Nope. Probably South America. There were no titanosaurs in North America before Alamosaurus - only basal titanosauriforms, and most of those died out in the mid-cretaceous. South America, the heartland of titanosaurs, was isolated for a long time and only joined with North America in the campanian-maastrichtian epochs at the end of the cretaceous. Alamosaurus has close relatives in South America (like Tapuiasaurus) and apparently was the only titanosaur to migrate into North America. It was the original "border-jumper". :XD:
ProcrastinatingStill's avatar
Actually the early Cretaceous Titanosaurs would be plausible ancestors for Alamosaurus.
Paleo-King's avatar
Paleo-KingProfessional Traditional Artist
Doubtful. They are not true titanosaurs in North America. There were basal titanosauriforms like Sauroposeidon. Early-cretaceous North America doesn't have any true titanosaurs... at lease not that we know of. The majority of basal titanosauriforms there didn't get any more derived than Chubutisaurus. Not even euhelopodids, let alone titanosaurs. And they disappeared after the Cenomanian epoch.

Alamosaurus on the other hand is a very derived animal, a nemegtosaur or saltasaur. Clear South American lineage there.
ProcrastinatingStill's avatar
Those basal Titanosauriforms would have been plausible ancestors. Also preservational bias could be at work.

Also inhabitants of an upland environment like Alamosaurus are more likely to be endemic than coastal species, and tend to have less of an ability to cross bodies of water.[
Paleo-King's avatar
Paleo-KingProfessional Traditional Artist
I doubt it. Alamosaurus clusters as a saltasaur or nemegtosaur in practically every study ever done. It clusters very closely with Rapetosaurus, Neuquensaurus, Adamantisaurus, etc.,  if you are looking for possible ancestors, best to look there... not with basal titanosauriforms. North America's basal titanosauriformes didn't evolve into titanosaurs, they just died out at the end of the Cenomanian. The derived end of titanosauria, including nemegtosauridae, already existed in South America in the previous epoch, the Albian. The North American forms were primitive stragglers of a much more ancient (likely Jurassic-age) lineage, they definitely were NOT the ancestors of nemegtosauridae. Paluxysaurus, after all, had no time machine to travel back in time to before the Albian! If there is preservational bias, then at some point we should find Alamosaurus-like nemegtosaurs in Albian and Cenomanian deposits in North America, since Tapuiasaurus was already present by that time in South America. No such luck. In fact Tapuiasaurus shows that the nemegtosaur lineage evolved far earlier than once thought, and likely did so in South America, at a time when North America was cut off from it (and from every other continent - the land bridges of the Campanian/Maastrichtian still did not exist).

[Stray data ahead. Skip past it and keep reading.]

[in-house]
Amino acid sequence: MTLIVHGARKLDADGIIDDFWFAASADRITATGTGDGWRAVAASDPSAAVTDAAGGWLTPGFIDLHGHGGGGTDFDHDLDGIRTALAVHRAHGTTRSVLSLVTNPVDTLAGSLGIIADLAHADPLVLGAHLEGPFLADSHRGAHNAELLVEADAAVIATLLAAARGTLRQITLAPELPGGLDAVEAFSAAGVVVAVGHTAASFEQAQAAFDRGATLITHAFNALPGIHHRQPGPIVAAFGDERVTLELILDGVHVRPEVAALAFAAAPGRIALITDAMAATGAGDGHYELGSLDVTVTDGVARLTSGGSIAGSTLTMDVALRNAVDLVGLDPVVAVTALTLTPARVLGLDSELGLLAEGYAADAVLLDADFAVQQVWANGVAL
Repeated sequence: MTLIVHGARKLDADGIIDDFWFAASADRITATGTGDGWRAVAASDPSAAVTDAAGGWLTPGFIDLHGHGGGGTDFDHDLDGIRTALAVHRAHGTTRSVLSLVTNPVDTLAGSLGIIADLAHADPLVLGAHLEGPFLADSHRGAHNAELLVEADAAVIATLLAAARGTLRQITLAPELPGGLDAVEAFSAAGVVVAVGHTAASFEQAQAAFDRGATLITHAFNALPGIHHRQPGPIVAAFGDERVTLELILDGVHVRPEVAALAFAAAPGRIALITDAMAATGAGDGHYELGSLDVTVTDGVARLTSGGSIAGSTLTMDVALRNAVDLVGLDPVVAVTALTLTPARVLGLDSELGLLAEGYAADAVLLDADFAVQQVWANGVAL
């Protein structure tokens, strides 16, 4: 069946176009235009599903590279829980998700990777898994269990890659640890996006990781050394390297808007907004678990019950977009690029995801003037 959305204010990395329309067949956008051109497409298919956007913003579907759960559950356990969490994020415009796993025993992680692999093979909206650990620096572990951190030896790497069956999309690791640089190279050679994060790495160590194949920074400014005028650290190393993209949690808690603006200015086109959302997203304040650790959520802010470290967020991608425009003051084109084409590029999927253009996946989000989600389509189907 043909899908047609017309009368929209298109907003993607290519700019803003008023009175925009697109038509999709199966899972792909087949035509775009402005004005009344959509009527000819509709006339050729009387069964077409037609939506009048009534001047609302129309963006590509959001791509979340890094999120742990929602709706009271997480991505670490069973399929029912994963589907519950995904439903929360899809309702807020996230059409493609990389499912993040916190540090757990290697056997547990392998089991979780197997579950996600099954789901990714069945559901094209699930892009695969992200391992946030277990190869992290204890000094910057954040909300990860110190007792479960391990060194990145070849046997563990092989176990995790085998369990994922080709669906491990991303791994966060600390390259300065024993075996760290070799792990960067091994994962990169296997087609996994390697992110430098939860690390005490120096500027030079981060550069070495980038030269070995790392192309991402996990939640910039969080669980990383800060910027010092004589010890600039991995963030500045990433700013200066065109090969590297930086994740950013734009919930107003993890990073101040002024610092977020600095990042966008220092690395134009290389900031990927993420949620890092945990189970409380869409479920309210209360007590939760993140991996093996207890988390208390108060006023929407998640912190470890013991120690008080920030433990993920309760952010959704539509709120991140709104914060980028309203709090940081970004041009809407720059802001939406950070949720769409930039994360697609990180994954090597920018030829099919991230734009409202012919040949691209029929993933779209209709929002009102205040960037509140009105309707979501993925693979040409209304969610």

For something like Paluxysaurus to transform into Alamosaurus takes way too many taxonomic steps, including several REVERSALS of already-proven evolutionary steps at the far-basal end of titanosauriformes (i.e. where Chubutisauridae diverged from the main line of titanosauriform evolution that ultimately led to true titanosaurs.) If the North American forms had survived past the Cenomanian and evolved into something new, it would not have been a titanosaur. Just another basal somphospondylian, more advanced than the common titanosauriform ancestor, but in a VERY different way than the titanosaurs. To argue otherwise would be to ignore all the evidence, and to invent a new dinosaurian form of discredited "polygenic" racial theories like Haeckelism.

A proven titanosaur cannot "re-evolve" from a group that long before split off from the ancestors of titanosauria. Once you split off from another lineage, you're not going to give rise to its descendants. To put it another way, you can't be the father of your 10th cousins whom you've never met... or their descendants. :XD:
anonymous's avatar